Netflix is showing signs of market pressure. The streaming-movie company said Monday it would not go forward with plans to turn its mail-order DVD service into a separate operation named Qwikster. DVDs will stay at netflix.com. But there's still no budging on the price increase.
"It is clear that for many of our members, two Web sites would make things more difficult, so we are going to keep Netflix as one place to go for streaming and DVDs," Netflix CEO Reed Hastings said in his latest blog post. This means no change: one Web site, one account, one password...in other words, no Qwikster. While the July price change was necessary, we are now done with price changes."
Adding Insult to Injury
Netflix has lost a flood of customers and angered many others while also watching its stock drop. After steadily declining since it announced the price increase in July, Netflix stock dropped another 25 percent on Oct. 7 after Hastings announced Qwikster to more customer outrage.
"When you look at the feedback since the announcements, it's been negative. Netflix has lost subscribers. If you are going to go to a source like Netflix to get content, frankly you should be able to get it in any format you want," said Zeus Kerravala, principal analyst with ZK Research. "The long-term viability of the Netflix business model has been a question anyway. There are so many other sources to get content from."
The way Netflix was handling the streaming-DVD split from a practical standpoint was also causing waves. Netflix sent an e-mail out to consumers who switched to the streaming-only plan -- and who still had DVDs out -- that threatened to charge them if the DVDs weren't returned.
"Recently, you switched to a streaming-only plan. We noticed that you still have [a DVD] at home. Since you are now on a streaming-only plan, we ask that you please return the disc within 7 days," the e-mail read. "If you decide to keep it, your account will be charged $14 for each regular DVD and $20 for each Blu-ray disc plus tax."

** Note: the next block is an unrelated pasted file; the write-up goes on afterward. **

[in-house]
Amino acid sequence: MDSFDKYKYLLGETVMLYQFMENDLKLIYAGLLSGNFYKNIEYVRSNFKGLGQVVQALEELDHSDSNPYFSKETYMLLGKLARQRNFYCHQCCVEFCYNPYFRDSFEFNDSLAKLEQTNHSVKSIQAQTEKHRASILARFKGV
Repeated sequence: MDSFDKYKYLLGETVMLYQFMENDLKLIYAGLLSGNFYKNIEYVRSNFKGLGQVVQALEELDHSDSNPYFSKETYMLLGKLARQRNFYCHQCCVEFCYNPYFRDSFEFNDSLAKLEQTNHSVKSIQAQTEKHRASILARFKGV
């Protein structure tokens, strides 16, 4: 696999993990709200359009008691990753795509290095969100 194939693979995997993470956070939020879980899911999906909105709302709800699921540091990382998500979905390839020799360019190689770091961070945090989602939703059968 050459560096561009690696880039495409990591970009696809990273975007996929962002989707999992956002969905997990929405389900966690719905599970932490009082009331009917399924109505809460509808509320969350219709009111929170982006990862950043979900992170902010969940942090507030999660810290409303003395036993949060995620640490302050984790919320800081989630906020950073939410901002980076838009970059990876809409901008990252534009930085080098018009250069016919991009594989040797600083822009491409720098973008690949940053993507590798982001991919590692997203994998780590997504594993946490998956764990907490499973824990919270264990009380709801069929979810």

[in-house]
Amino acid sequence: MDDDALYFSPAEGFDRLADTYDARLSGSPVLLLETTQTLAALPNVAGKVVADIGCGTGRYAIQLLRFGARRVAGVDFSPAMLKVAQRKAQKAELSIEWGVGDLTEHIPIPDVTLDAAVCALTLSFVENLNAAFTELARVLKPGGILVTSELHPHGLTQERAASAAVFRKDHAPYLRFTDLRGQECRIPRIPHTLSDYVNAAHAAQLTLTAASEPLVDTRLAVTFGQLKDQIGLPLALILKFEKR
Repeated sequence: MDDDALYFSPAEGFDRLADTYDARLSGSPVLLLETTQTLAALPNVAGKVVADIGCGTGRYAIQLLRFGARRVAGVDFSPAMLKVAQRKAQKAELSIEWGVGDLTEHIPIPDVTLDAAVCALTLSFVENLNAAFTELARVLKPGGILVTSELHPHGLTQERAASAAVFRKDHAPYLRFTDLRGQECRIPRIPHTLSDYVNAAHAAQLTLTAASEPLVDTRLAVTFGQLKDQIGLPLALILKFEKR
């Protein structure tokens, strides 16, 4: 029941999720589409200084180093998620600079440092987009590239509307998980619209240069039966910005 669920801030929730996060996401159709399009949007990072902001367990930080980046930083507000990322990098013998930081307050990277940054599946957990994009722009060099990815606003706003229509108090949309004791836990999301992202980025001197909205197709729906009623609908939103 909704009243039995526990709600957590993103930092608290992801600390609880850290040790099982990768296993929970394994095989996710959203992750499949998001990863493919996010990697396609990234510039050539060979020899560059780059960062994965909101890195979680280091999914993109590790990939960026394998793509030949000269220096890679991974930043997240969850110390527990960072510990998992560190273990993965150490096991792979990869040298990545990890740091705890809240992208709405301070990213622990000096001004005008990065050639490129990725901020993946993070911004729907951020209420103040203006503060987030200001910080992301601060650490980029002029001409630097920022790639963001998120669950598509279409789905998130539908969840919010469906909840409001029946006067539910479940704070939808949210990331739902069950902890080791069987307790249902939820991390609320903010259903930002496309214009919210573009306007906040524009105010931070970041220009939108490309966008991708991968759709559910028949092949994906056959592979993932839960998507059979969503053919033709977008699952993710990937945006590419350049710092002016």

A New Netflix CEO?
Hastings said Netflix was done with the price changes, but that's what started the hoopla in July. Unlimited DVD-only plans in the U.S. are now $7.99 a month for the one-DVD-out-at-a-time plan and $11.99 for two DVDs at a time. The unlimited-streaming plan is still $7.99 a month. The price for getting both unlimited streaming and unlimited DVDs will be $15.98 a month, about 60 percent more than it once was.
Despite a blogged apology from Hastings, customers still have not forgiven him for the price increase. Now, some are calling for his resignation. "Reed, you don't know what you're doing, do you? Please offer me a job, I've got a few easy steps to save the company," commenter Devon Chambers wrote in response to Hastings' latest blog post. Many others echoed the sentiment.
"The CEO's job it's to work for your customers but also for your shareholders. Hastings is certainly not getting the job done," Kerravala said.
"To make a decision of that magnitude and then retract it so quickly shows that he didn't do his homework or he didn't listen to the people who report to him. Clearly, it was the wrong decision. Either scenario is not a good one for shareholders."
Posted: 2011-10-10 @ 3:31pm PT
I need his job, he's out of touch with everything